Sunset Junction loop, another Silverlake walk.As always, stunning views, the great Art Deco observatory in Griffith Park.As we start our walk, a Chinese theme greeted us.With more lanterns on the side of the house.Sometimes nature is in a Chinese lantern mood.
Then up 200 steep steps, huffing and puffing, until we arrive at the historic Canfiled-Moreno Estate. I knew nothing about this estate that sits on 4.5 acres right there in Silverlake. I”m sure the neighbors like the fact that no one is talking about selling or subdividing the property.One of the back gates. There wasn’t much to see, this property is behind tall walls, fences, it is really is hard to see.This is the view the neighbors have, you know me, can’t pass up a chance to photograph downtown.Everyone has a teepee in their side yard right?Or they decorate their houses with ghosts. I think the sign says something about visitors not being welcome, which explains the ghost.Another house not only has a beautiful painted gate, they also decided to paint their steps and part of the sidewalk to match.Other interesting color combinations on the homes. Yes, that is a sparkly gold garage door! I have no idea if the birds like these homes but they do add color to the garden.Second painted staircase in Silverlake, recently someone painted the Michealtorena stairs as well. This is a block long stretch of Mailman st, you can see it used to be a street, all that’s left is the two sidewalks and a succulent garden where the street should have been.Back on Sunset Blvd, the juxtaposition of the two cats, one a dive bar, the other supposedly not a cat at all but a little girl. Yeah right, she is called hello Kitty – that is a cat.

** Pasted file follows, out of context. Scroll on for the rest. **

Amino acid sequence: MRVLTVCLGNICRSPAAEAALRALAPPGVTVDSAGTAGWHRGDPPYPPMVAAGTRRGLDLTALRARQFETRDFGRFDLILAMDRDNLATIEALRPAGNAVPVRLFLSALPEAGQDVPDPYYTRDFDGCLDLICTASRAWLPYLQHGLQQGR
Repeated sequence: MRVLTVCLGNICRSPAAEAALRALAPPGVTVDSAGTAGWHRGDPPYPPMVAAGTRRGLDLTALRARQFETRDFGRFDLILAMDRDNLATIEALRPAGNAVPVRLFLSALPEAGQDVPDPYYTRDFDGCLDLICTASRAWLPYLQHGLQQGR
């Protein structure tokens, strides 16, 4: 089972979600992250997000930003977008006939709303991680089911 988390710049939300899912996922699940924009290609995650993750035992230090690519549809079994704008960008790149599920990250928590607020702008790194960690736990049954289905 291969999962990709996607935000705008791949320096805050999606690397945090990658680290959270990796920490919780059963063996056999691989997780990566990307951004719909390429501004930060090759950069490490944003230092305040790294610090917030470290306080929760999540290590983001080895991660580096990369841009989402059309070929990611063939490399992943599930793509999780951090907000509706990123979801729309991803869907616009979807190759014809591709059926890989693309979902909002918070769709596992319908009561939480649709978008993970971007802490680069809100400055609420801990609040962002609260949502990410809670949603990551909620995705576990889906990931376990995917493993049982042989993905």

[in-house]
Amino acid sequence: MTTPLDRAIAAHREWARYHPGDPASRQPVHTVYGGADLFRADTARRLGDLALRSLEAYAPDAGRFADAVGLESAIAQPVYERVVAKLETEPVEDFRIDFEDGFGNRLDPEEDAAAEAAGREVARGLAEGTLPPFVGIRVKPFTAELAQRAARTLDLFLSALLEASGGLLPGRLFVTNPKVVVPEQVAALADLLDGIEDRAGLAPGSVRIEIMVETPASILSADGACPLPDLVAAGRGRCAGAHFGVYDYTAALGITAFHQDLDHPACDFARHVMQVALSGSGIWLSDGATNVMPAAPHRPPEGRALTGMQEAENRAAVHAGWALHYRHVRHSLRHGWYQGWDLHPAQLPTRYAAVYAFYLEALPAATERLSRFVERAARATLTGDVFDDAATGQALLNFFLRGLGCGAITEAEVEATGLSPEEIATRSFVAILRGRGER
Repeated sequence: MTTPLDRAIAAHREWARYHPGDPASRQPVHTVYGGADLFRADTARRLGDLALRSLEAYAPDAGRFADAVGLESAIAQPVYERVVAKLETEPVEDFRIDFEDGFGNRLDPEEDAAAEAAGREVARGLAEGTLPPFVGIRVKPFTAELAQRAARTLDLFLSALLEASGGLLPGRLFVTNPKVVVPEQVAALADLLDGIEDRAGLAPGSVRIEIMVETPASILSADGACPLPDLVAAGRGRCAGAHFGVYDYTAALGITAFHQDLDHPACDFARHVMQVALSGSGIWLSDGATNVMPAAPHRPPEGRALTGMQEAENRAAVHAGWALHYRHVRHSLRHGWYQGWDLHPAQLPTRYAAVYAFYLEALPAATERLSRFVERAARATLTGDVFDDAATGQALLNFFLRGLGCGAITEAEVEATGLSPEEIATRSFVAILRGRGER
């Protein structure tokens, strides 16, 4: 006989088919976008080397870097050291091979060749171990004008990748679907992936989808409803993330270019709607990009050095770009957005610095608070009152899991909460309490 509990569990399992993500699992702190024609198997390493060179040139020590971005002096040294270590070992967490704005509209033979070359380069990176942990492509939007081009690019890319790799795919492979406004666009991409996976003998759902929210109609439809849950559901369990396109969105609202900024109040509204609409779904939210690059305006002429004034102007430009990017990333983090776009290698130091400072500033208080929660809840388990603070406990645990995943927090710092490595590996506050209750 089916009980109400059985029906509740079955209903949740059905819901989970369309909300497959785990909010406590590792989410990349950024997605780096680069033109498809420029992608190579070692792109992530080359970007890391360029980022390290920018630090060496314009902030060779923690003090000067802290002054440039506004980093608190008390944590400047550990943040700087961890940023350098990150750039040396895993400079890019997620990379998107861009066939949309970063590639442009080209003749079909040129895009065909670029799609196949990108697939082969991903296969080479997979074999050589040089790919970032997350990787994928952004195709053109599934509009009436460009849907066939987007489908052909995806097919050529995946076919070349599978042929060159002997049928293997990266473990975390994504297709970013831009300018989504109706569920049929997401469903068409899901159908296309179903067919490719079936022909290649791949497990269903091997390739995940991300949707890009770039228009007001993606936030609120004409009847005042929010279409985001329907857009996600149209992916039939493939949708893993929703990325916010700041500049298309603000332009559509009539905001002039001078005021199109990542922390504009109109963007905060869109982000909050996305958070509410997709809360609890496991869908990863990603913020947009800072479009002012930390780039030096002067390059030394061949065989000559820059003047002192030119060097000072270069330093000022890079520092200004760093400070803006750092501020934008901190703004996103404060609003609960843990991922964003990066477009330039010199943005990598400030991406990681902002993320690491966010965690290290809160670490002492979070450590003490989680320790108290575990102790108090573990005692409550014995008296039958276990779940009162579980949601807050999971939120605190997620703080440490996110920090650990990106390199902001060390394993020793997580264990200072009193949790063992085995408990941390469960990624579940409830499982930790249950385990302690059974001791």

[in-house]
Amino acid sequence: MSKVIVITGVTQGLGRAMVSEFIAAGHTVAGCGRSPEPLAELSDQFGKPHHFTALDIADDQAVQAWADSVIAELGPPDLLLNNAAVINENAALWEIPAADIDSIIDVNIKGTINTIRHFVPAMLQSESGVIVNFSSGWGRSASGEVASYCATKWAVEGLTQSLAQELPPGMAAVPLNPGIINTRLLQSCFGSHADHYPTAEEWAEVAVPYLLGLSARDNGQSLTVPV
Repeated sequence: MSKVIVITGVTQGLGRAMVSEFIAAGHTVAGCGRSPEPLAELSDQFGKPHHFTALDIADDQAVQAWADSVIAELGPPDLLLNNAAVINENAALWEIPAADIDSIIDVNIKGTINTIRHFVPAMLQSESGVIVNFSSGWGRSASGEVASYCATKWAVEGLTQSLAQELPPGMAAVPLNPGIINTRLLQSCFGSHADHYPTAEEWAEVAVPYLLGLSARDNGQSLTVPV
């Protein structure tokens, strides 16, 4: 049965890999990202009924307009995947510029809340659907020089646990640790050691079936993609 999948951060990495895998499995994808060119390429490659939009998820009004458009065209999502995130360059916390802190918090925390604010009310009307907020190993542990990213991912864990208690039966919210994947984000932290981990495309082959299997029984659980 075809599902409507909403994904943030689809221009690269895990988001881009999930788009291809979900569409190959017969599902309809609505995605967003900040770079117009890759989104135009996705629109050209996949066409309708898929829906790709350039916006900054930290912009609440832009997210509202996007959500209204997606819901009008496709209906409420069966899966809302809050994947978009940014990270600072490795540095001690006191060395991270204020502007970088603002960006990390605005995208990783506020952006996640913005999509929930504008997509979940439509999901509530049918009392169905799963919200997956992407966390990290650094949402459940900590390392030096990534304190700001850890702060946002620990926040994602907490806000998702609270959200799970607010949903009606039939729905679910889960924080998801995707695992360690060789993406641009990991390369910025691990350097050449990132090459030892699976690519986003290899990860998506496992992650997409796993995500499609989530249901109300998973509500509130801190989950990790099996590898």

At this point I’ve done more than half of the walks in the book, may need to start repeating some soon, that is until Charles Fleming comes out with his new book that is just about walks in LA, staircases needn’t be involved.
The San Fernando valley gets a bad rap. It’s all just sprawl and one strip mall after another. It’s a blight and should be ignored.
Except it isn’t, like anywhere else on earth, spend some time, scratch the surface and be surprised.A hidden lake?A large serene expanse of water? Ok, I admit, the camera has distorted the perspective, this is not as large as it look. If you look closely at the upper lefthand corner you will see some of the office buildings on Ventura blvd with the lovely homes of Encino hills beyond them.We are standing in Woodley Park, on the other side of the berm is the 405 freeway. One of the busiest in the nation.We are in the Sepulveda Basin Wildlife Reserve, this is one of the sections of the LA River that the Army corps of engineers left in it’s natural state. They built a large dam to hold back the flooding waters of the river in periods of torrential rains. Last time this happened was in the 1990’s. Today there is a large park, golf course and even a lake – Balboa Lake. My guess is that when this draught ends, it will be used again. People tend to forget history, Southern California has a cycle of draught and then torrential rains.